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Thursday, March 8th, 2012 at 4:57 pm  |  no responses

Q+A: Tom Izzo

The Michigan State head coach breaks down his new Dove ad campaign.

by Kyle Stack / @KyleStack

Tom Izzo is comfortable in his own skin, which is something that six Final Four appearances and a National Championship can bring. In his 17th year as head coach of Michigan State’s men’s basketball team, Izzo has established a standard of success that hasn’t been met by many other college basketball programs.

The list of accomplishments seems never-ending: Six Big Ten titles, two Big Ten tournament championships and all those Final Fours. Recognition of the role he plays in college basketball made him an ideal spokesman for Dove Men+Care’s ‘Journey to Comfort’ campaign, which continues with brand new commercials starting March 8.

Izzo, Shaquille O’Neal and Steve Nash filmed commercials with Dove to continue a campaign that’s seen Magic Johnson, John Thompson III, Kirk Herbstreit and other sports personalities discuss how they sweat and why they’re comfortable in their skin.

I spoke with Izzo by phone in mid-December about the campaign. In the midst of the Big Ten tournament after a season in which Michigan State went 24-7, and 13-5 in conference, Izzo’s team has its eyes on reaching the Final Four for the third time in four seasons.

Here is what Izzo had to say about what he likes about Dove’s campaign, how much he sweats and his strategy for keeping his team focused early in the college basketball season.

SLAM: What is it about Dove and their ad campaign that appealed to you?

Tom Izzo: You know, I’ll be honest with you. I’m not opposed to doing some [endorsements], but I don’t really do a lot of them. I was watching some of the commercials and sitting there with my wife, I saw John Thompson III and [Kirk] Herbstreit, and I know both guys pretty well. I’m sitting there…Dove Men+Care is about being comfortable in your own skin. I’m thinking about that, ‘It’s not me.’

I watched the commercial, and then I saw Magic’s. Of course, being a Michigan State guy and it all seemed so natural that when they approached me—I’ll be honest with you—I said ‘yes’ right away. I just thought it would be a cool thing to do. Then I started using the product. I liked the product! It was like a win-win-win for me.

SLAM: What does that mean to you, to be comfortable in your own skin?

TI: You know, like I’m doing the commercial today and the statement is Journey to Comfort. My journey has been a long road. I started as a GA (graduate assistant) and kind of worked my way up. As we go through all the things I reiterated, I sat there and said my story kind of fits the commercial. At the same time, the product, to me, I truly liked it. I know I’m doing an interview and I know I’m doing this and that but I get across that I enjoy the product.

My 11-year-old son, he’s using the deodorant and he gives me a ‘Hey Dad, I like this.’ I’m laughing and I’m saying, ‘You should be in the commercial.’

SLAM: Is he in the commercial?

TI: Ah, he’s not so far. I’m not sure if he will be when it goes on later on today. He’s at school now and going to be coming home. Sometimes they have kids, so that’s another neat thing about this whole process. It’s not a very staged one. You kind of sit down and talk; they don’t throw a lot of stuff at you that you have to say. Which I’m more of an off-the-cuff guy. If I go and speak, I don’t write up 10-page speeches. I write notes down and just go off the cuff. That’s kind of the way this has been. It’s been really interesting, to be honest with you.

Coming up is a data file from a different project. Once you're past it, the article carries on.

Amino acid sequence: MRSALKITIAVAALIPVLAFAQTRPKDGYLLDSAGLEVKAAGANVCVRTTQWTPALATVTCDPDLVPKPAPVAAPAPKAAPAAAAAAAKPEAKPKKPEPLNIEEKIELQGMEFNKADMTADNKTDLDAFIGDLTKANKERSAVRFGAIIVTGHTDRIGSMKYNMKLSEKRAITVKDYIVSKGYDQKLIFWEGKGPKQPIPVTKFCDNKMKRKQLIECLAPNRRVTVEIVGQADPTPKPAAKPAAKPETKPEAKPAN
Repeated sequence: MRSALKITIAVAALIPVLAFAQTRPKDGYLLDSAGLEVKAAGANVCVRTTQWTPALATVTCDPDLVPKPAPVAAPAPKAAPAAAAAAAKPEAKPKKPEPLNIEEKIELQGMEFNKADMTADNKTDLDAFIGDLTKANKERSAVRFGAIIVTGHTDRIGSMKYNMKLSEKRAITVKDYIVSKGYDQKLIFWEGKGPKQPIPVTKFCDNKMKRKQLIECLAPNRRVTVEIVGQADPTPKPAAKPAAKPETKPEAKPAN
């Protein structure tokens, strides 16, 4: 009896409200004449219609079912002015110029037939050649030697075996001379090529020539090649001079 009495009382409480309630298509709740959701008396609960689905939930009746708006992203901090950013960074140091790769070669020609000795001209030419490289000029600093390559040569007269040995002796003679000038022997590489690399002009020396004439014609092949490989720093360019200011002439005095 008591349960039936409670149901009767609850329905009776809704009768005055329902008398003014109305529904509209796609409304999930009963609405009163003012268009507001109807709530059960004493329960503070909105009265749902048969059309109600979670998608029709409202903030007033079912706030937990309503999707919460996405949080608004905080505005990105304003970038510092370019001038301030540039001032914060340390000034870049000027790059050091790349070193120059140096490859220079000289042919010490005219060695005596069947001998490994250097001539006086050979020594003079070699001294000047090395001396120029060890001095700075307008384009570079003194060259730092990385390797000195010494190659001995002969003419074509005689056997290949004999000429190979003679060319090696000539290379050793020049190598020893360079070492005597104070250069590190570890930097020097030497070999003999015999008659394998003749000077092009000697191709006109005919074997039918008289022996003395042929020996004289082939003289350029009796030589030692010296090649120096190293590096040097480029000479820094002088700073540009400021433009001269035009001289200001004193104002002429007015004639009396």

SLAM: Well, you have to tell stories in the commercials. How many stories do you have in your head to choose from?

TI: You know, that’s the funny part. When they called me about it, I’m thinking what are some big things that have happened in my life. Like they always do when they first talk about you, you say, ‘Oh my God, I can’t think of five or six different things that have happened to me.’ And then you start talking as you’re down there, and it wasn’t set up the way I thought it would be. It wasn’t this big, structured deal. Pretty soon, you’re coming up with six, eight things as you talk about how you started as a coach.

My first game was against Chaminade, if you can believe that. We barely beat them. [laughs] [ex-Michigan State head coach] Jud Heathcotte on the background, you know. My second game was against UNC, against Dean Smith. And Vince Carter was on that team and they were really good; we weren’t very good. But before the game, [ESPN analyst] Bill Raftery calls me over and he says, ‘I have something to show you on TV back in the studio’ and so I thought I didn’t want to see it. [laughs] So, I go over there and it says ‘Dean Smith 831 wins’ and ‘Tom Izzo 1 [win]‘ [laughs]. And that was part of the journey to comfort that I wasn’t very comfortable, to be honest with you. Twenty minutes later, we were down 20 and we lost that game.

The next game was against Steve Nash and Santa Clara and we lost that one. So, I left Maui (for the Maui Invitational) 1-2. But I learned a lot and I kind of grew. That was one of the more memorable things as I started off. Not only did I have to face a national TV audience, but I had Jud Heathcote and Magic Johnson right behind my bench. I’m sweating my tail off to beat Chaminade by two [points] and then I’m getting Dean Smith. It was one of the interesting stories we talked about.

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